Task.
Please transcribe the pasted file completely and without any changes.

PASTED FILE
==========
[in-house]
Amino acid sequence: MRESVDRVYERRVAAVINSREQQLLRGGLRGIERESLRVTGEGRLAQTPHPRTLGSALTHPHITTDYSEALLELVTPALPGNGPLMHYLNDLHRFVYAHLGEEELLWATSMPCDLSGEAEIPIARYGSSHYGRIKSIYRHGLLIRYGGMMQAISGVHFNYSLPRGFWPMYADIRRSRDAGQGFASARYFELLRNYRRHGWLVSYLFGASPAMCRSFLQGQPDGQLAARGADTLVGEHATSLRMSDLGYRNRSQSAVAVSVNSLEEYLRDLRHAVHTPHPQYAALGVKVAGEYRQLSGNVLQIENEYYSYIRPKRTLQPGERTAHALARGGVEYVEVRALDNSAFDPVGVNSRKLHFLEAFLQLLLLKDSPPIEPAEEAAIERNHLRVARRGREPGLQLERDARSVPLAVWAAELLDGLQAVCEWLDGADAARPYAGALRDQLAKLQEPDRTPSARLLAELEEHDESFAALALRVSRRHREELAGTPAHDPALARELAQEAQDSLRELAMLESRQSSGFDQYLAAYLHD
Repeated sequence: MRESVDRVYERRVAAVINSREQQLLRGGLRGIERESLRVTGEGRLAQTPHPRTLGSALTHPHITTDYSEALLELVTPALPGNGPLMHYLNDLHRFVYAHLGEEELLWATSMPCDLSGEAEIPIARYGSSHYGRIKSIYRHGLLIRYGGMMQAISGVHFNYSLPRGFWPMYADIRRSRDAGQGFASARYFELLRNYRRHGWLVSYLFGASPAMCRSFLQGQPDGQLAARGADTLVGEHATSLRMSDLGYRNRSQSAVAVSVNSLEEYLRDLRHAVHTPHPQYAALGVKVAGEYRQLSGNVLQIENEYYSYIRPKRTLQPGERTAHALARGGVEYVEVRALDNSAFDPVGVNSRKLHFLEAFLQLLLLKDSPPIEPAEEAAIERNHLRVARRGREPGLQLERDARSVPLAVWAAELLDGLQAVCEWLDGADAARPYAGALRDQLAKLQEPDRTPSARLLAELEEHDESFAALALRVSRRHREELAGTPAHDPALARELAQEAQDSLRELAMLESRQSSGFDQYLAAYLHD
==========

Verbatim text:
[in-house]
Amino acid sequence: MRESVDRVYERRVAAVINSREQQLLRGGLRGIERESLRVTGEGRLAQTPHPRTLGSALTHPHITTDYSEALLELVTPALPGNGPLMHYLNDLHRFVYAHLGEEELLWATSMPCDLSGEAEIPIARYGSSHYGRIKSIYRHGLLIRYGGMMQAISGVHFNYSLPRGFWPMYADIRRSRDAGQGFASARYFELLRNYRRHGWLVSYLFGASPAMCRSFLQGQPDGQLAARGADTLVGEHATSLRMSDLGYRNRSQSAVAVSVNSLEEYLRDLRHAVHTPHPQYAALGVKVAGEYRQLSGNVLQIENEYYSYIRPKRTLQPGERTAHALARGGVEYVEVRALDNSAFDPVGVNSRKLHFLEAFLQLLLLKDSPPIEPAEEAAIERNHLRVARRGREPGLQLERDARSVPLAVWAAELLDGLQAVCEWLDGADAARPYAGALRDQLAKLQEPDRTPSARLLAELEEHDESFAALALRVSRRHREELAGTPAHDPALARELAQEAQDSLRELAMLESRQSSGFDQYLAAYLHD
Repeated sequence: MRESVDRVYERRVAAVINSREQQLLRGGLRGIERESLRVTGEGRLAQTPHPRTLGSALTHPHITTDYSEALLELVTPALPGNGPLMHYLNDLHRFVYAHLGEEELLWATSMPCDLSGEAEIPIARYGSSHYGRIKSIYRHGLLIRYGGMMQAISGVHFNYSLPRGFWPMYADIRRSRDAGQGFASARYFELLRNYRRHGWLVSYLFGASPAMCRSFLQGQPDGQLAARGADTLVGEHATSLRMSDLGYRNRSQSAVAVSVNSLEEYLRDLRHAVHTPHPQYAALGVKVAGEYRQLSGNVLQIENEYYSYIRPKRTLQPGERTAHALARGGVEYVEVRALDNSAFDPVGVNSRKLHFLEAFLQLLLLKDSPPIEPAEEAAIERNHLRVARRGREPGLQLERDARSVPLAVWAAELLDGLQAVCEWLDGADAARPYAGALRDQLAKLQEPDRTPSARLLAELEEHDESFAALALRVSRRHREELAGTPAHDPALARELAQEAQDSLRELAMLESRQSSGFDQYLAAYLHD